Digital competition with China starts with competition at home

A view of Zhangbei data center of Alibaba is pictured in Zhangbei county, Zhangjiakou city, north China's Hebei province, 12 September 2016.China's e-commerce giant Alibaba is expanding its cloud facilities vigorously. After announcing a cloud data center in Silicon Valley in the US this March, it has launched a large cloud data center in North China. The Zhangbei cloud data center broke ground in the Miaotan Industrial Park in Zhangbei County, Hebei Province, in April 2015. It is expected to host 80 percent of Alibaba's cloud and big data in North China and to serve as the group's North China settlement center. Currently, cloud only accounts for one percent of Alibaba's total income, but the group has bet its future on cloud. The Zhangbei data center, which covers about 165 acres, will cost 18 billion yuan (US$2.9 billion), according to Haifeng Qu, research fellow in the technical support department of Alibaba.No Use China. No Use France.

Executive summary

Learn more about Global ChinaThe United States and China are engaged in a technology-based conflict to determine 21st-century international economic leadership. China’s approach is to identify and support the research and development efforts of a handful of “national champion” companies. The dominant tech companies of the U.S. are de facto embracing this Chinese policy in their effort to maintain domestic marketplace control. Rather than embracing a China-like consecration of a select few companies, America’s digital competition with China should begin with meaningful competition at home and the all-American reality that competition drives innovation.

America’s dominant tech companies have seized upon the competition with China as a rationale for why their behavior should not be subject to regulatory oversight that would, among other things, promote competition. “China doesn’t regulate its companies” has become a go-to policy response. When coupled with “of course, we support regulation, but it must be responsible regulation,” it throws up a smokescreen that allows the dominant tech companies to make the rules governing their marketplace behavior.

At the heart of digital competition — both at home and abroad — is the capital asset of the 21st century: data. Initiatives such as machine learning and artificial intelligence are data-dependent, requiring a large data input to enable algorithms to reach a conclusion. China’s immense population of almost 1.5 billion gives it an advantage in this regard. By definition, a population that approaches five times the size of the U.S. population produces more data. The previously “backward” nature of the Chinese economy has resulted in another Chinese data advantage: New smartphone-based apps, created in place of the digital integration that China previously lacked, produce a richer collection of data. This bulk and richness of Chinese data creates an inherent digital advantage when compared to the United States.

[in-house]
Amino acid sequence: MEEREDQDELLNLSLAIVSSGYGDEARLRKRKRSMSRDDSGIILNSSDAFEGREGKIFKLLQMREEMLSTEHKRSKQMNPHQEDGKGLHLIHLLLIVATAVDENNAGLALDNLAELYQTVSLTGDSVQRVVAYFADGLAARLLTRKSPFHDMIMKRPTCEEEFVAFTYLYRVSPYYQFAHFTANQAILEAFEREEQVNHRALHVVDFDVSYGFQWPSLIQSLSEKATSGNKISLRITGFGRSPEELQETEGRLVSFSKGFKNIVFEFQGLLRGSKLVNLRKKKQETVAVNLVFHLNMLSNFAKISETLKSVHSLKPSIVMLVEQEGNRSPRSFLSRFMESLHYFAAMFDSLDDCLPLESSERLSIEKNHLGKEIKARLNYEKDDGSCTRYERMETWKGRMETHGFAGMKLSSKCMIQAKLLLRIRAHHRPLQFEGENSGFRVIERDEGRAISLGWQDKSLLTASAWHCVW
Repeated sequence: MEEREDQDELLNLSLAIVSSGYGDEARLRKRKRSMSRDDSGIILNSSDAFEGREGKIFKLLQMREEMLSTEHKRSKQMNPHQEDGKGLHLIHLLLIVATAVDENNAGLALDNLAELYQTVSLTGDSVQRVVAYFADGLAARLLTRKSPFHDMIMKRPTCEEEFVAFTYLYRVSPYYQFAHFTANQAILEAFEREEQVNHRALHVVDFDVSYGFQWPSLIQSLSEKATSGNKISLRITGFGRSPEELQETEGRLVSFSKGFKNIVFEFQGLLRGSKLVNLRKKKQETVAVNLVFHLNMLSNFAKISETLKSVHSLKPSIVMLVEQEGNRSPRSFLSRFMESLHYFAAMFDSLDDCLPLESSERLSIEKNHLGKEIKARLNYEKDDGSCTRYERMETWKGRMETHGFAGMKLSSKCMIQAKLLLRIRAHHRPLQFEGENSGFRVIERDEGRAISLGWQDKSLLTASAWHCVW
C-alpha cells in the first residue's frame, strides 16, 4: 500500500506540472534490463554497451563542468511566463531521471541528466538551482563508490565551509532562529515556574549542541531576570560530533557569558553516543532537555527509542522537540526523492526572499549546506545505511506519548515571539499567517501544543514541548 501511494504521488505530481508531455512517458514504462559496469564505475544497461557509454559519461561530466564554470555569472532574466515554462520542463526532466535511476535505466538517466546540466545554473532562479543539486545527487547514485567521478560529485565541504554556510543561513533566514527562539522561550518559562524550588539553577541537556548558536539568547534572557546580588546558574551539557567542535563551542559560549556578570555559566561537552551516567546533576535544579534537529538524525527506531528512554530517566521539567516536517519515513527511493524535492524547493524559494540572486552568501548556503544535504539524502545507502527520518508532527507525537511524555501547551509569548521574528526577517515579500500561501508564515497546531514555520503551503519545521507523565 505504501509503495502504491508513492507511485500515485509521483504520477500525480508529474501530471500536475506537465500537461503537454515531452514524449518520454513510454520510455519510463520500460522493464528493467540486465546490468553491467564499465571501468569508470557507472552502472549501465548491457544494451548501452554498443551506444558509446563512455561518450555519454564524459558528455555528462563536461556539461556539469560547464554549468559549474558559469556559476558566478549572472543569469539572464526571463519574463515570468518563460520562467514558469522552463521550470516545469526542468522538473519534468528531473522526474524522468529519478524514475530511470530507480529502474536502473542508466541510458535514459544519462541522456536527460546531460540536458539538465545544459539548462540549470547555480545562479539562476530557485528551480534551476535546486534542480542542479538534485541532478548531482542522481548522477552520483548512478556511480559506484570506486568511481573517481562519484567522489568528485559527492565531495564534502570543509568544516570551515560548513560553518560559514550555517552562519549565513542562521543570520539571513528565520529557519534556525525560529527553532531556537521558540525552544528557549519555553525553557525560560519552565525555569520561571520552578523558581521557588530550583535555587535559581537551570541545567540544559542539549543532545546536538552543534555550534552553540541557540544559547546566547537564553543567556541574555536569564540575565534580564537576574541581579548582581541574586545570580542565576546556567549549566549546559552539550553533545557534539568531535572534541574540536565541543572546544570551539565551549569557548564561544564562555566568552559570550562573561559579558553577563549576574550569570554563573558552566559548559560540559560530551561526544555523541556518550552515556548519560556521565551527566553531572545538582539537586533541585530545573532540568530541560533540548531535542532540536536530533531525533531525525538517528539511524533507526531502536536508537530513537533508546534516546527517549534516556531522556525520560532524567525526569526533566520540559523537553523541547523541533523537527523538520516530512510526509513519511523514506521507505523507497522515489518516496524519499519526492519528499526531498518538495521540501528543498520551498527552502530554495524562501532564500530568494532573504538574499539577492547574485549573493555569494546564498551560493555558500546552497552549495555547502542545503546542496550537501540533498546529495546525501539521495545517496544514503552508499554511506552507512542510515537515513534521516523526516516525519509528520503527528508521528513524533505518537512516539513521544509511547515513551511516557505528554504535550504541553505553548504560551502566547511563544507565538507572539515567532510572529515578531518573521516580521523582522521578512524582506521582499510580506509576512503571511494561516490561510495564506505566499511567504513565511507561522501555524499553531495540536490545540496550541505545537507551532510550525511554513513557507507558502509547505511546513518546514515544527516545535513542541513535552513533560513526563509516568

If the United States will never out-bulk China in the quantity and quality of data, it must out-innovate China. Here, the United States has an advantage, should it choose to take it. The centralized control of the Chinese digital economy is an anti-entrepreneurial force. In contrast, innovation is the hallmark of a free and open market.

But the domestic market must, indeed, be free, open, and competitive.

Currently, the American digital marketplace is not competitive. A handful of companies command the marketplace by hoarding the data asset others need to compete. As innovative as America’s tech giants may be, they represent a bottleneck that starves independent innovators of the mother’s milk of digital competition. If America is to out-innovate China, then American innovators need access to the essential data asset required for that innovation.    

The nation’s response to Chinese competition must not be the adoption of China-like national champions, nor the “China doesn’t regulate its companies that way” smokescreen. American public policy should embrace the all-American concept of competition-driven innovation. This begins with breaking the bottleneck that withholds data from its competitive application. This does not necessarily mean breaking up the dominant companies, but it does mean breaking open their mercenary lock on the assets essential for competition-driven innovation.

This paper looks at how a handful of dominant digital companies have become de facto private governments making the rules for the new economy. It then explores how a national vision for competing with China begins with access at scale to the digital assets necessary for that competition. The paper concludes with a call for a national digital competitiveness plan built around the promotion of competition-driven domestic innovation.